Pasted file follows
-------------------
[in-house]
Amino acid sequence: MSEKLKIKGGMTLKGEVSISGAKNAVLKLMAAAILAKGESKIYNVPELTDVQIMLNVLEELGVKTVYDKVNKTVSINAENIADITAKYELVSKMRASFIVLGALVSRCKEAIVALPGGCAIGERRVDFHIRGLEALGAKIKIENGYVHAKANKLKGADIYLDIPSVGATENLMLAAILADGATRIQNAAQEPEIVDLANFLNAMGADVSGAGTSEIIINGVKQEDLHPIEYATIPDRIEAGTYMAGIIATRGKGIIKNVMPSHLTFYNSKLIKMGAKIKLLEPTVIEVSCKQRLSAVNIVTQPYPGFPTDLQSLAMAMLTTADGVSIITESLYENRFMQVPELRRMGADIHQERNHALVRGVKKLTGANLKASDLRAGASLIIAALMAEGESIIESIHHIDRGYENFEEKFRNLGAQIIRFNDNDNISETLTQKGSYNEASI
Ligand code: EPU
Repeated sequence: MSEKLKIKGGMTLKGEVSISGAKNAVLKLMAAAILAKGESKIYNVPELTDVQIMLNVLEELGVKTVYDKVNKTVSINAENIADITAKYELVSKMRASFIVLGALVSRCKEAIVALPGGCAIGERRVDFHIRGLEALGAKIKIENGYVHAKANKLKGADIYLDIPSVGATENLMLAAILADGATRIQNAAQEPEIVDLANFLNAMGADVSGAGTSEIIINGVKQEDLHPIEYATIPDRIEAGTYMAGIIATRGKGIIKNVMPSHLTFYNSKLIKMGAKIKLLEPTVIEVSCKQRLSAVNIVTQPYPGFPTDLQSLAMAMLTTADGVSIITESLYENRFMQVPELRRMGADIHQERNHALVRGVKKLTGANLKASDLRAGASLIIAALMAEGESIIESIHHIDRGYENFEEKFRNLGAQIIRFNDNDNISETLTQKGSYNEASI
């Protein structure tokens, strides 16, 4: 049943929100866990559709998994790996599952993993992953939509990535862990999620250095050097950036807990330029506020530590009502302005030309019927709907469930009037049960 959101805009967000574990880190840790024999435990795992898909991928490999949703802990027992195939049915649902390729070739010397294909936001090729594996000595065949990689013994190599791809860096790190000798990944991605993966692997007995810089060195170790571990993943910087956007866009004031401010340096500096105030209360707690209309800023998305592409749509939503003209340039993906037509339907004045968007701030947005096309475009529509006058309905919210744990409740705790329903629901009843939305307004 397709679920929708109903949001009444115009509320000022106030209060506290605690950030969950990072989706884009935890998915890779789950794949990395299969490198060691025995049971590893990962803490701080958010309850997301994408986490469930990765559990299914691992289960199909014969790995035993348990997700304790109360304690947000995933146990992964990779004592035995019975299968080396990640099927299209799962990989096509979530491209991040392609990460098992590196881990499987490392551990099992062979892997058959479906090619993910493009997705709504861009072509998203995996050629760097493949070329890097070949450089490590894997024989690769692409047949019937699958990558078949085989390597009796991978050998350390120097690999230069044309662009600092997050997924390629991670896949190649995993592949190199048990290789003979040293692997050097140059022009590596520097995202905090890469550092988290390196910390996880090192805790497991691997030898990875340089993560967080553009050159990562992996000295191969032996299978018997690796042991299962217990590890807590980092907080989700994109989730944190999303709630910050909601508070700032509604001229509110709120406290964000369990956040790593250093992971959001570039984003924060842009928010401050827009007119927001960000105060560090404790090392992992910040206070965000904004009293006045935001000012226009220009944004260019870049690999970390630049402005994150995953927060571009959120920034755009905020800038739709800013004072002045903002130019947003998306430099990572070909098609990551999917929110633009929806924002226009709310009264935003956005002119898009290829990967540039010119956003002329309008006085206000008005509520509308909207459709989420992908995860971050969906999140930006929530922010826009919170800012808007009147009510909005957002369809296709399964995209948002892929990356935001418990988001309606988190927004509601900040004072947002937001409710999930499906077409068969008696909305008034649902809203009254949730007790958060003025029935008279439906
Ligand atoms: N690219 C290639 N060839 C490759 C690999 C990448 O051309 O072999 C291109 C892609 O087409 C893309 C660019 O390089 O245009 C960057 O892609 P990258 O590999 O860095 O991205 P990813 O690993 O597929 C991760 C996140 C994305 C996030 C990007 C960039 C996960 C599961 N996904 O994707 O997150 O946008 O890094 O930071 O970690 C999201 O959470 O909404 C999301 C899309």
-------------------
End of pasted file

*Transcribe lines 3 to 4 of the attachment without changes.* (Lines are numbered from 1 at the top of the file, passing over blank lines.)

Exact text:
Ligand code: EPU
Repeated sequence: MSEKLKIKGGMTLKGEVSISGAKNAVLKLMAAAILAKGESKIYNVPELTDVQIMLNVLEELGVKTVYDKVNKTVSINAENIADITAKYELVSKMRASFIVLGALVSRCKEAIVALPGGCAIGERRVDFHIRGLEALGAKIKIENGYVHAKANKLKGADIYLDIPSVGATENLMLAAILADGATRIQNAAQEPEIVDLANFLNAMGADVSGAGTSEIIINGVKQEDLHPIEYATIPDRIEAGTYMAGIIATRGKGIIKNVMPSHLTFYNSKLIKMGAKIKLLEPTVIEVSCKQRLSAVNIVTQPYPGFPTDLQSLAMAMLTTADGVSIITESLYENRFMQVPELRRMGADIHQERNHALVRGVKKLTGANLKASDLRAGASLIIAALMAEGESIIESIHHIDRGYENFEEKFRNLGAQIIRFNDNDNISETLTQKGSYNEASI